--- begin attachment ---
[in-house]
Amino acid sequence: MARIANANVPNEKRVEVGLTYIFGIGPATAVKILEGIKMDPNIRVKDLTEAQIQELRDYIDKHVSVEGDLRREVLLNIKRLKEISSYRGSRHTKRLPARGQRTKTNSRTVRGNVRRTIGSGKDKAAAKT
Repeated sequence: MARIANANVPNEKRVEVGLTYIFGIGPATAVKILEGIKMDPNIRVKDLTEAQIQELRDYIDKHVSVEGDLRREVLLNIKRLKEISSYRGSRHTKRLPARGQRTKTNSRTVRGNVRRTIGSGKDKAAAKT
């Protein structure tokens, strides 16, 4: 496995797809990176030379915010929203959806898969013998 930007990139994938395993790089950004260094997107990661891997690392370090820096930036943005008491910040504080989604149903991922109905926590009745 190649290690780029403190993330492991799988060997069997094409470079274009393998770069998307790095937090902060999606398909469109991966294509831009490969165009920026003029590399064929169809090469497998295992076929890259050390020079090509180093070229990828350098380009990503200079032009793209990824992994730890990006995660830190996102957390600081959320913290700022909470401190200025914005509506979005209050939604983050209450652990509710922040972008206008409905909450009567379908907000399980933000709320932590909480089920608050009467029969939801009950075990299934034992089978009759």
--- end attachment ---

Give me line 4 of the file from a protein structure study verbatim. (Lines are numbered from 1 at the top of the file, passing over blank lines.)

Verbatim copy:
């Protein structure tokens, strides 16, 4: 496995797809990176030379915010929203959806898969013998 930007990139994938395993790089950004260094997107990661891997690392370090820096930036943005008491910040504080989604149903991922109905926590009745 190649290690780029403190993330492991799988060997069997094409470079274009393998770069998307790095937090902060999606398909469109991966294509831009490969165009920026003029590399064929169809090469497998295992076929890259050390020079090509180093070229990828350098380009990503200079032009793209990824992994730890990006995660830190996102957390600081959320913290700022909470401190200025914005509506979005209050939604983050209450652990509710922040972008206008409905909450009567379908907000399980933000709320932590909480089920608050009467029969939801009950075990299934034992089978009759």